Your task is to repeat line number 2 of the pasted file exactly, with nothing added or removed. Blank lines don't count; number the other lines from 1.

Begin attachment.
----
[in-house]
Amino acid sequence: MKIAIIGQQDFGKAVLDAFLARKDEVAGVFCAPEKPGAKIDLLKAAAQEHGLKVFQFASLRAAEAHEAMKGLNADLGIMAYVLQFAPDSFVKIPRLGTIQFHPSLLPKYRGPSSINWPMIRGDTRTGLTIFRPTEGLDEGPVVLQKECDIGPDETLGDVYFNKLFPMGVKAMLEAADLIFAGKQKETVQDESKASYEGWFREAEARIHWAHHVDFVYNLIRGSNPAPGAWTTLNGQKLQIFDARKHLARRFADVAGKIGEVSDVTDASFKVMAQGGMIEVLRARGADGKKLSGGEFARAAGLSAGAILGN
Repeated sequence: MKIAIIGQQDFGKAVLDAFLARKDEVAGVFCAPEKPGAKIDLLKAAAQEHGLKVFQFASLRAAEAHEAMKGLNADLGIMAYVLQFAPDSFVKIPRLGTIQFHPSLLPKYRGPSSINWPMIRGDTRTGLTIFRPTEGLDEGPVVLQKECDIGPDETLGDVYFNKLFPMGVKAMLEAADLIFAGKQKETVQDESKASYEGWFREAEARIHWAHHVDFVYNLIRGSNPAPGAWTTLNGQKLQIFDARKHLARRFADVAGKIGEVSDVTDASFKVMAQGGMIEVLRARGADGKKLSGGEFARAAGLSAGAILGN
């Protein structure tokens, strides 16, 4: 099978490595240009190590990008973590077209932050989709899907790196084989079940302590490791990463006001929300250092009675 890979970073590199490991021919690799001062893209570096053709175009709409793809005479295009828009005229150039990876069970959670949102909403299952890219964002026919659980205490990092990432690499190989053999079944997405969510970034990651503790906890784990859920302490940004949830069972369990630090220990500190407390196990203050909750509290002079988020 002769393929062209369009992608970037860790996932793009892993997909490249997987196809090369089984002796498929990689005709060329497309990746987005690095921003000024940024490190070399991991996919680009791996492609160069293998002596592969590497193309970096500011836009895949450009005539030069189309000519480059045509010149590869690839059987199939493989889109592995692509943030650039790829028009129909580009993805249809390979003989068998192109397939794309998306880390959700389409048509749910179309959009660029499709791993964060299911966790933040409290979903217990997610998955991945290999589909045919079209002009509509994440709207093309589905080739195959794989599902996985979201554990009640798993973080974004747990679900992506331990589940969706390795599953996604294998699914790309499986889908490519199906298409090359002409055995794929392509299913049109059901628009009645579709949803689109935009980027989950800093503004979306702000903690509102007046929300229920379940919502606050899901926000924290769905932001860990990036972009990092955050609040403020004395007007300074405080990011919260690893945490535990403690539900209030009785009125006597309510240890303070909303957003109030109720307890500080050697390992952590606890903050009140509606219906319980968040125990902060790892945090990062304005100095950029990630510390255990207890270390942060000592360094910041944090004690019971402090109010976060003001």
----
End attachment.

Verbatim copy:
Amino acid sequence: MKIAIIGQQDFGKAVLDAFLARKDEVAGVFCAPEKPGAKIDLLKAAAQEHGLKVFQFASLRAAEAHEAMKGLNADLGIMAYVLQFAPDSFVKIPRLGTIQFHPSLLPKYRGPSSINWPMIRGDTRTGLTIFRPTEGLDEGPVVLQKECDIGPDETLGDVYFNKLFPMGVKAMLEAADLIFAGKQKETVQDESKASYEGWFREAEARIHWAHHVDFVYNLIRGSNPAPGAWTTLNGQKLQIFDARKHLARRFADVAGKIGEVSDVTDASFKVMAQGGMIEVLRARGADGKKLSGGEFARAAGLSAGAILGN